Just four years later, that growth has taken root in a dramatic way. Climate changed has inserted a heaping dose of anxiety into the minds French winemakers, who have begun searching northward for respite from their fears. England’s wave of rapid success in sparkling wines has made the country a primary candidate for growth. That is, if the locals hadn’t begun taking the land into their own hands by dipping their toes into the field of winemaking.
From my personal perspective while touring Bolney, Ridgeview, and Court Garden wineries with family last week, it seemed that the game had changed wildly within a short span of time. Bolney in particular was filled to the brim of its café and wine-drinking terrace with throngs of families. These eager people flooded the premise for Sunday afternoon wine-tastings and samplings from the artisanal vendors that studded the edges of the vines in their pop-up booths. At Bolney, I met Liz Sagues, an English author who was selling signed copies of her latest book titled A Celebration of English Wines. My father, a botanist and die-hard English ex-patriot, approached her with the essential question of why. Why has growth of the English wine industry exploded and (as a Professor of Ecology would wonder) what role has climate change played in the process?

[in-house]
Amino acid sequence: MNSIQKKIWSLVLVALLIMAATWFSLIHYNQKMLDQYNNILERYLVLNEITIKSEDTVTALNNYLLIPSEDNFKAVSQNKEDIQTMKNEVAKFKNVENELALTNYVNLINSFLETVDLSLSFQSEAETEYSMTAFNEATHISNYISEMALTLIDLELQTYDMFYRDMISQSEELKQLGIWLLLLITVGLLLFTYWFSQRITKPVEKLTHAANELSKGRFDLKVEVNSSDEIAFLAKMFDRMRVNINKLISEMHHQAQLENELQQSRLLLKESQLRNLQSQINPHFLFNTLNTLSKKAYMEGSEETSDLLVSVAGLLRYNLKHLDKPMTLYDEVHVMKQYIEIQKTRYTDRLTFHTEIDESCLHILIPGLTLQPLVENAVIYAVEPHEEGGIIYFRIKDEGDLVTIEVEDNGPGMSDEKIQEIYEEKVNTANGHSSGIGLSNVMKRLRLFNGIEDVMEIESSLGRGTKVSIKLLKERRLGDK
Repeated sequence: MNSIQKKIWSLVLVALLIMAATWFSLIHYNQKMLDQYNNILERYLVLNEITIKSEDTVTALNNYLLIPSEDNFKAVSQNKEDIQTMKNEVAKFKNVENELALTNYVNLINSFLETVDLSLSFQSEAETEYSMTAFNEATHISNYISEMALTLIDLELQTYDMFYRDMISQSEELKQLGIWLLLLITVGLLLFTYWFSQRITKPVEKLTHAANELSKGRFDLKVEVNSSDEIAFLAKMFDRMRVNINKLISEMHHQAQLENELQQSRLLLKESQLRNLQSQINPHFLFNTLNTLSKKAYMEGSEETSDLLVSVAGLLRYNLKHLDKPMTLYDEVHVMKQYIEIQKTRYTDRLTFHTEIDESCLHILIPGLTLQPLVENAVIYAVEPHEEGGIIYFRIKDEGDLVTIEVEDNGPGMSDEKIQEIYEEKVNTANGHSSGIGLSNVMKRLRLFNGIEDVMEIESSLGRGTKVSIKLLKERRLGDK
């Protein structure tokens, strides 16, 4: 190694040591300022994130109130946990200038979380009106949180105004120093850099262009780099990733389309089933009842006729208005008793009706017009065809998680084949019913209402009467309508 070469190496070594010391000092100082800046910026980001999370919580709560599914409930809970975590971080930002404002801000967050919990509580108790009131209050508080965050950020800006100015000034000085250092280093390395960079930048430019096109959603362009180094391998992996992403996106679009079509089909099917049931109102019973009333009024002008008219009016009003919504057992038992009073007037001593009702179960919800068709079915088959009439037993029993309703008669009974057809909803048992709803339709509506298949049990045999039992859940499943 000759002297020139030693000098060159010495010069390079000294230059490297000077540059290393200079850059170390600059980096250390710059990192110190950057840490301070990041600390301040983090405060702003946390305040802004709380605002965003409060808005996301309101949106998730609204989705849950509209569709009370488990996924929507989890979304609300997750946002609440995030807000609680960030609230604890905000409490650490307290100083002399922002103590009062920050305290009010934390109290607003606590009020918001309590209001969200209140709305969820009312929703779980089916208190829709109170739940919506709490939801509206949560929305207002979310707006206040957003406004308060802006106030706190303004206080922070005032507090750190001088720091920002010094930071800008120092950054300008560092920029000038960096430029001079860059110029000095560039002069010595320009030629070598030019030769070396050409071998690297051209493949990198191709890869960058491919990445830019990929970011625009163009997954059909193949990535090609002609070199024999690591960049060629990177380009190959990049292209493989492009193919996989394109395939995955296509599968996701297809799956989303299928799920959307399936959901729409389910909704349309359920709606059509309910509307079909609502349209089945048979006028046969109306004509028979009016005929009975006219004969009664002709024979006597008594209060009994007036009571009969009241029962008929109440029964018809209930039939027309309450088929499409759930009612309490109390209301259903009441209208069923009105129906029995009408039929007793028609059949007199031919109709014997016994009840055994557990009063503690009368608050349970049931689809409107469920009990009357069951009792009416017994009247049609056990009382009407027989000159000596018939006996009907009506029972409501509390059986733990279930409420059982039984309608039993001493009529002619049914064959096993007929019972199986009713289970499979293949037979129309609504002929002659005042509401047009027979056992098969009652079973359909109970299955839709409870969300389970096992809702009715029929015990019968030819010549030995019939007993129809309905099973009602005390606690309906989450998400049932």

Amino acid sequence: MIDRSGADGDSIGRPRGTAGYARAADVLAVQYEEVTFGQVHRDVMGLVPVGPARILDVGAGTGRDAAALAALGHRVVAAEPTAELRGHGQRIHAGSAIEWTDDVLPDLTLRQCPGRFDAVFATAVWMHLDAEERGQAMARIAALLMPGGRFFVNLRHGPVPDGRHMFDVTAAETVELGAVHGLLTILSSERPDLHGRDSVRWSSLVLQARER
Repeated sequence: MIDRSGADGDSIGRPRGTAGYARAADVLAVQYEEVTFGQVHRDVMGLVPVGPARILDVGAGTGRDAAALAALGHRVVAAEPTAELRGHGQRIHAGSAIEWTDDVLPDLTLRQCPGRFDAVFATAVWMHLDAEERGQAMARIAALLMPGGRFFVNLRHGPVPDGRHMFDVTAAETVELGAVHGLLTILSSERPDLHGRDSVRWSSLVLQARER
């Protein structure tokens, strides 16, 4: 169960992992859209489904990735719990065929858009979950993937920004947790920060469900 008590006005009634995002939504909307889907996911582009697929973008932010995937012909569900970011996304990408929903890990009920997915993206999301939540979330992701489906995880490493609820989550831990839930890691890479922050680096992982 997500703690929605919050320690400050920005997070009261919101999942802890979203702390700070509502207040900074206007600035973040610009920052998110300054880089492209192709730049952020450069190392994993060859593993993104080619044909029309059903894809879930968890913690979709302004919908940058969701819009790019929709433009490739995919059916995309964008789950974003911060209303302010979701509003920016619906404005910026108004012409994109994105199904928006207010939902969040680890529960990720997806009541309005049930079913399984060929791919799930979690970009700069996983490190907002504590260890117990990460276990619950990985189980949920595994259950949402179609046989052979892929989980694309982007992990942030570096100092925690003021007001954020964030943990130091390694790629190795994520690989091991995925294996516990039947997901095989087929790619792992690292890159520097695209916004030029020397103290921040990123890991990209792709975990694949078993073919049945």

Liz explained that climate change has been a double-edged sword. In some ways, it has aided the industry by delivering improved growing temperatures for bubbly varieties. Yet most English winemakers – 64% to be exact, according to statistics cited by Liz – believed that climate change was a threat rather than an opportunity for improvement in their trade. This pronounced trepidation is caused by the definitive element of unpredictability that climate change inserts into weather conditions. Liz states that while on average, temperatures have risen between 1954 – 2013 to become akin to “Champagne growing region through much of the twentieth century”, the baggage of volatile weather conditions that accompany global warming mean trouble in paradise.
Already, according to Liz, some wineries have sacrificed 80 percent of potential harvest due to unpredicted April frosts. Not to mention the freak storms and floods that has dismantled the typically-dreary English forecast, taking winemakers’ vines along with it.